events this month
The earliest existing parish registers of Saint Augustine, dating
from 1594 to 1763, are the oldest documents of American origin
north of Mexico. Taken to Cuba when Florida was ceded briefly to
Great Britain (1763-1784), they were discovered in the archives
of the Cathedral of Havana by Augustin Verot, first Bishop of
Saint Augustine, in the summer of 1871. It was an extraordinary
1 Vatican to study care of elderly
Research is underway on how Catholics can offer better pastoral
assistance to the world’s 390 million people over the age 65.
2 Donations for the poor
U.S. parishioners collected 9.5 million in donations in 2007.
The money will be used by more than 300 poverty-fighting
organizations who work to help the 36.5 million Americans living
below the poverty line.
3 Blogged faith
Benedict XVI has encouraged religious leaders to use Internet
blogs as a means of reaching out to the youth and showing them
the true Jesus.
4 Good Christians pay taxes
Good Christians must also be good citizens, and this implies
even the unpleasant task of paying taxes, said Pope Benedict XVI
in a recent address.
5 Five million strong
A petition signed by 5 million people from 154 countries calling
for an end to capital punishment was recently presented to the
United Nations. The document is the fruit of nine years of
6 Chicago Cardinal elected as president of United States
Conference of Catholic Bishops
Cardinal Francis George was elected for a three-year term
beginning in 2008. Bishop Gerald Kicanas of Arizona was elected
7 Responsible withdrawal
The president of the U.S. bishops’ conference is calling for a
“responsible transition” to resolve the problem of Iraq. This
would require our nation’s leaders to be more realistic about
the difficult situation and more concerned about the likely
consequences of a withdrawal that is too rapid or not rapid
enough, Cardinal George said.
8 Iran not an immediate threat
The recent assessment of the confrontation with Iran by U.S.
bishops suggests that all nonmilitary alternatives must be
exhausted before military action is considered.
9 Bishops support child tax
U.S. bishops urged the House of Representatives to make the
well-being of poor families with children a central priority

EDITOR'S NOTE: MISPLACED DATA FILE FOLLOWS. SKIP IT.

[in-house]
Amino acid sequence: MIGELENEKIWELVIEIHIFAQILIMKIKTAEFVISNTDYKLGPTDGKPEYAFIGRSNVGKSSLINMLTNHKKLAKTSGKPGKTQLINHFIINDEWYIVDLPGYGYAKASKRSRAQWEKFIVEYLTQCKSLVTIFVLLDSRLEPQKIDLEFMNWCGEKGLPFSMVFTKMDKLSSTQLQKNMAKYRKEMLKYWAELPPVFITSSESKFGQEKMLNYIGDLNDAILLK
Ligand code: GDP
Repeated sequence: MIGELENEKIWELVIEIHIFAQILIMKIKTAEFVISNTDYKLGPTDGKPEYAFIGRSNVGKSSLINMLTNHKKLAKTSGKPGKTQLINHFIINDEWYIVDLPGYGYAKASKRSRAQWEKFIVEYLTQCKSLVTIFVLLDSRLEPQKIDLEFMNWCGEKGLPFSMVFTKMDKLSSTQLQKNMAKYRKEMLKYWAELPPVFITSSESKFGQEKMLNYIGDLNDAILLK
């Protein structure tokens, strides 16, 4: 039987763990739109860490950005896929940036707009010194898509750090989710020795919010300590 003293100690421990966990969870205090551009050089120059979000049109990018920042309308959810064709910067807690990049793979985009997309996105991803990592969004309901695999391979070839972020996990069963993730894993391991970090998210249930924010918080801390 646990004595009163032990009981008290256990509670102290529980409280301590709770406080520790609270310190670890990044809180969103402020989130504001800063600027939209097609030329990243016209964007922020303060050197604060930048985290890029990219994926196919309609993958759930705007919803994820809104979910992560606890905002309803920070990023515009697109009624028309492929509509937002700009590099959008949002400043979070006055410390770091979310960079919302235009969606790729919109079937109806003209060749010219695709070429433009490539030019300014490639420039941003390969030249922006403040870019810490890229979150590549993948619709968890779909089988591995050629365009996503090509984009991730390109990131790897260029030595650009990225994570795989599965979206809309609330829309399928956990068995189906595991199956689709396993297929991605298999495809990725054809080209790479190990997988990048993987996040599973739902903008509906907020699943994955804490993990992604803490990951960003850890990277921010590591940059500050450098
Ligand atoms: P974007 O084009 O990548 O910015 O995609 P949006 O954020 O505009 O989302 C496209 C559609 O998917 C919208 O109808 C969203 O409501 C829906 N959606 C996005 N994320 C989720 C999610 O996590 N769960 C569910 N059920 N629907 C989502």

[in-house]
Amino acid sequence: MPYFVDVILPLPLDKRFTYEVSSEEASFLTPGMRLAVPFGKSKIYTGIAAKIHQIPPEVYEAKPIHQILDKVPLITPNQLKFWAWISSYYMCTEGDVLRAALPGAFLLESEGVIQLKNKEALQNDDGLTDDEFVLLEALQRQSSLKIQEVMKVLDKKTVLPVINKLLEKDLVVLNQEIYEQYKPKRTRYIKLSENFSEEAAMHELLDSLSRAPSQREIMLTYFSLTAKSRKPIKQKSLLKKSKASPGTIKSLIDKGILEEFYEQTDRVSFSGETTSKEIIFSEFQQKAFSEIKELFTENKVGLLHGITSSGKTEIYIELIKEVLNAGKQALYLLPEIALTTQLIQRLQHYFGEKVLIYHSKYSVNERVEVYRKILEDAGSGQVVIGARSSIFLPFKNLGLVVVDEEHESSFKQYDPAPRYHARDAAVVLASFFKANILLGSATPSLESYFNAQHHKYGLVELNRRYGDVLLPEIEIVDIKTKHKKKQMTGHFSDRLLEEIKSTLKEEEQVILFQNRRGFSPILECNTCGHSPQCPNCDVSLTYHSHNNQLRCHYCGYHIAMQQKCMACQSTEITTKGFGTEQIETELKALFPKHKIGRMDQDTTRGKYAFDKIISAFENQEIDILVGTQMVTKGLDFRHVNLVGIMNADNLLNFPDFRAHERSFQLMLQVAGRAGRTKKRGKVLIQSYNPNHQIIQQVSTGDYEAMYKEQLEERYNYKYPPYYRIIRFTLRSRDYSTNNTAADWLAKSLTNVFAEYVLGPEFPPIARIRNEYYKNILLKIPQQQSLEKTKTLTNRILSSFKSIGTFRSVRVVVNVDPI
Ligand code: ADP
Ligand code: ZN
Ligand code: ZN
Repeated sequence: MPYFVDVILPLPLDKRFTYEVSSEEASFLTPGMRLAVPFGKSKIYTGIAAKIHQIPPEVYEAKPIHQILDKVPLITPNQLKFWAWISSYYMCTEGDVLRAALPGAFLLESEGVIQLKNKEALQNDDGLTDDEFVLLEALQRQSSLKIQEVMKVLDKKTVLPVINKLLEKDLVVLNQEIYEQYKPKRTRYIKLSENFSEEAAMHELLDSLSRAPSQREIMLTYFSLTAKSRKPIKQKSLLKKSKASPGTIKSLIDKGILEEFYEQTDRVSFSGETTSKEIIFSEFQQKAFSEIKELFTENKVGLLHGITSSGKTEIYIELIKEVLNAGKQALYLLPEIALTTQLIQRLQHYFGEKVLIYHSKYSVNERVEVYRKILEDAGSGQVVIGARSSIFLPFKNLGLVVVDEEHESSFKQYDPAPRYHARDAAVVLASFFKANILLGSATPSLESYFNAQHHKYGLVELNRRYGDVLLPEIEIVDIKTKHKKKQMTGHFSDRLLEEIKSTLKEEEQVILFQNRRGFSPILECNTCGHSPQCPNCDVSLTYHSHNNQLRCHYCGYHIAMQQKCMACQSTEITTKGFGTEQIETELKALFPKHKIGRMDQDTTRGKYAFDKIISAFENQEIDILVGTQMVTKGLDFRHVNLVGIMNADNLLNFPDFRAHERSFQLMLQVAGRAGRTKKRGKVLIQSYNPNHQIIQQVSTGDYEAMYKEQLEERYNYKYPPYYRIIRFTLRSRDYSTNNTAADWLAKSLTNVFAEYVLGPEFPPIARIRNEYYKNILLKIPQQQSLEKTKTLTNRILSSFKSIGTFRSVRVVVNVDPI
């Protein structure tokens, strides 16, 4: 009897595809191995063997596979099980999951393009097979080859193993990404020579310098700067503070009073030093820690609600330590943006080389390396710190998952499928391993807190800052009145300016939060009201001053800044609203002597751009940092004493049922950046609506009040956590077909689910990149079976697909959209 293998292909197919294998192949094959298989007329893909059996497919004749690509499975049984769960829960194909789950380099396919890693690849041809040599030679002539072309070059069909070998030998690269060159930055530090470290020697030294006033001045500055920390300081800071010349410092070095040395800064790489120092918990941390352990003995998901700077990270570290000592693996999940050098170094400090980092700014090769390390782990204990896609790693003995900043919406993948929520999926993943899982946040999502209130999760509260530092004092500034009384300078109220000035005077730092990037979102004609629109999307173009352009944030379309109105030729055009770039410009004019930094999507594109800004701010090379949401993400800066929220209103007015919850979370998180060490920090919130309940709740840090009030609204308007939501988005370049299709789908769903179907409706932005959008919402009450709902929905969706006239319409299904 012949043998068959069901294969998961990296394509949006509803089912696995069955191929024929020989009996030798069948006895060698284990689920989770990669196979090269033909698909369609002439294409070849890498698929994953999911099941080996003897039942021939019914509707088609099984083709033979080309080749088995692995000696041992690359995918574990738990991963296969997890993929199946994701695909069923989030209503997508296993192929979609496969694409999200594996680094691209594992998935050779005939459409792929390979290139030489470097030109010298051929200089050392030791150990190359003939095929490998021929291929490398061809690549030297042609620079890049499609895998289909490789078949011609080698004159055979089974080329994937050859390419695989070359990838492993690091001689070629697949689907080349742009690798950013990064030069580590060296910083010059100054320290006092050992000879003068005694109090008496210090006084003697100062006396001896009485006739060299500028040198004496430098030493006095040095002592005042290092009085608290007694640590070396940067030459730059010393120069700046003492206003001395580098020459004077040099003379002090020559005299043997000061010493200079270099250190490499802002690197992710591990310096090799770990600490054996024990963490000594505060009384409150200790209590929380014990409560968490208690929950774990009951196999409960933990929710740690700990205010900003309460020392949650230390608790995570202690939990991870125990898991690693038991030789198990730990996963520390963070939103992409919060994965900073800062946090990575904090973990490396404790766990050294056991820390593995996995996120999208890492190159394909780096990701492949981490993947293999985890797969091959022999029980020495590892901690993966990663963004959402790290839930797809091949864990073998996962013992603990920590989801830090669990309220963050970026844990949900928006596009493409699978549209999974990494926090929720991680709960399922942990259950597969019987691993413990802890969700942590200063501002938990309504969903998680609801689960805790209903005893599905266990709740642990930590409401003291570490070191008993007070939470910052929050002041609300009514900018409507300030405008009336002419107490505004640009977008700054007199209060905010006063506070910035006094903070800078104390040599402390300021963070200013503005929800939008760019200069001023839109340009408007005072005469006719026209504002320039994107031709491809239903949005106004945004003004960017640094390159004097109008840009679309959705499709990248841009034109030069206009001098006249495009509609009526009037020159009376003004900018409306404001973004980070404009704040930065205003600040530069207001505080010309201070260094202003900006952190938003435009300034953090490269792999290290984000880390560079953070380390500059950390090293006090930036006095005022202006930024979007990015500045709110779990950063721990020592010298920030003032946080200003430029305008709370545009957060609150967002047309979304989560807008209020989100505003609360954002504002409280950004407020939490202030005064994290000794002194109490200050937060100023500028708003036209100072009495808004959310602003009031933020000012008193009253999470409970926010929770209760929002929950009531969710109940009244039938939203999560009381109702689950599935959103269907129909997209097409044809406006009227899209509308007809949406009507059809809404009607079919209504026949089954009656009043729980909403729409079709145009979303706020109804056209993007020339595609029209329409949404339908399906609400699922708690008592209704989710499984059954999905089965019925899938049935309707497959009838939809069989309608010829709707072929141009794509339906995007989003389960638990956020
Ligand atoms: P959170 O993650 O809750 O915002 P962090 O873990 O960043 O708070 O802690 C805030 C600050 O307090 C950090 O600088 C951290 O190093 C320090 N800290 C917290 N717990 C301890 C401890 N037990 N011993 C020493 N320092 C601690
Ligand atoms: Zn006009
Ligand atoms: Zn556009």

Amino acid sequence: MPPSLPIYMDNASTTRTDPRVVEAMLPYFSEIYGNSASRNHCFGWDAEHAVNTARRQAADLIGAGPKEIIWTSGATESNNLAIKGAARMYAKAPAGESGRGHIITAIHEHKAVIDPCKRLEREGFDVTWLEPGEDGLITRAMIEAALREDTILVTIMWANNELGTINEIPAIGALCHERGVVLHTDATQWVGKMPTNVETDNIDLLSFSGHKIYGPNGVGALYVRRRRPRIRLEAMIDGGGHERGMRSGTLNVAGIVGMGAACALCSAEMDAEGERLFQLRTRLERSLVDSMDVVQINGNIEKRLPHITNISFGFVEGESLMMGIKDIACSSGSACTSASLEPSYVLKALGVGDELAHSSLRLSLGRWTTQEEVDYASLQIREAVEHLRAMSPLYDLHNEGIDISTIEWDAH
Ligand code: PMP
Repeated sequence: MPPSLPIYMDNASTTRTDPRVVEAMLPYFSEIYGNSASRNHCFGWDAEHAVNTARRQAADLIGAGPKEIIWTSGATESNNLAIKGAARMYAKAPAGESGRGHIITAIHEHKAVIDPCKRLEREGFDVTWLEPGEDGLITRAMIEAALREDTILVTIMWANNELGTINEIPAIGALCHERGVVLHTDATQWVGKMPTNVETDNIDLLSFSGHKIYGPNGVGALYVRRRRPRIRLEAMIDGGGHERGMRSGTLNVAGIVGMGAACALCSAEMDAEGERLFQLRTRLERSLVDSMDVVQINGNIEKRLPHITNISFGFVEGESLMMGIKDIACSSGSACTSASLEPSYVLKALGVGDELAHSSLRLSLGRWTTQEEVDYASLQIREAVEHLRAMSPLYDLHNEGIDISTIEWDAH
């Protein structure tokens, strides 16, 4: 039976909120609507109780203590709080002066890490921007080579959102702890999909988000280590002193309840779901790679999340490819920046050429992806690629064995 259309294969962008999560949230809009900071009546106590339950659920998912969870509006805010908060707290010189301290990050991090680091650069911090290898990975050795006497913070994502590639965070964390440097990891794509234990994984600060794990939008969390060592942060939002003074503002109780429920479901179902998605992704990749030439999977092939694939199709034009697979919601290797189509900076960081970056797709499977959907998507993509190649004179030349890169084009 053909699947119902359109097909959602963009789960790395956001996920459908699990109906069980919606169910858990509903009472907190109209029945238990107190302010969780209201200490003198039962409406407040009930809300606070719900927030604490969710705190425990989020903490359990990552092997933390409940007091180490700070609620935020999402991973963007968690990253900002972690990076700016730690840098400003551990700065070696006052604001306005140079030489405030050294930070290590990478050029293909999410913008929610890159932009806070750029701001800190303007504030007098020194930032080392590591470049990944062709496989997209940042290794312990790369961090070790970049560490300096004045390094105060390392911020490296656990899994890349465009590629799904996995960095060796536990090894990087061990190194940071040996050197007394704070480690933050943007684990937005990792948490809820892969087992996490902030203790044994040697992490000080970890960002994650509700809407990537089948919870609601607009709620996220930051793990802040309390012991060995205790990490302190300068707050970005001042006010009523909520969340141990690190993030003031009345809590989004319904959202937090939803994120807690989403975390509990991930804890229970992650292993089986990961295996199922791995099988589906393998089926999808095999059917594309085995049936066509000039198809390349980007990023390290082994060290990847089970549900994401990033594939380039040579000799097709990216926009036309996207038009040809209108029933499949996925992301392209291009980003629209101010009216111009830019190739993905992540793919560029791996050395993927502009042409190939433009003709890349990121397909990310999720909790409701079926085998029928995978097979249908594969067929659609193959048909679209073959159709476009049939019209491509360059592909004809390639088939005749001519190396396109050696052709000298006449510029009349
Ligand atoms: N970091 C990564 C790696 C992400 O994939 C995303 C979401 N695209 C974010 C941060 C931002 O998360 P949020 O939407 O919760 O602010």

when they debate and vote on the Temporary Tax Relief Act.
10 Planned Parenthood encounters resistance by Colorado
The bishops decried the secrecy that surrounded the recent
acquisition of new Planned Parenthood facilities in their state.
Planned Parenthood has quietly sought expansion in the state in
order to avoid the protests they’ve encountered at other
People need God to have hope, pope says
In an encyclical on Christian hope, Pope Benedict XVI said that,
without faith in God, humanity lies at the mercy of ideologies
that can lead to “the greatest forms of cruelty and violations
of justice.” The pope warned that the modern age has replaced
belief in eternal salvation with faith in progress and
technology, which offer opportunities for good but also open up
“appalling possibilities for evil.”
Pope Benedict XVI signs his encyclical,
Spe Salvi (on Christian hope), at the
Vatican Nov. 30. Archbishop Fernando
Filoni, Vatican assistant secretary of
state, is at right.
“Let us put it very simply: Man needs God,
otherwise he remains without hope,” he said in
the encyclical, Spe Salvi (on Christian hope),
released Nov. 30. The 76-page text explored the
essential connection between faith and hope in
early Christianity and addressed what it called
a “crisis of Christian hope” in modern times. It
critiqued philosophical rationalism and Marxism
and offered brief but powerful profiles of
Christian saints - ancient and modern - who
embodied hope, even in the face of suffering.
Spe salvi is the second encyclical of Pope
Benedict. His first, Dues caritas est, (God is
love) explored the meaning of Christian love and
how it is expressed in everyday life. He issued
it Dec. 25, 2005.
Spe salvi can be found at
and also in Spanish at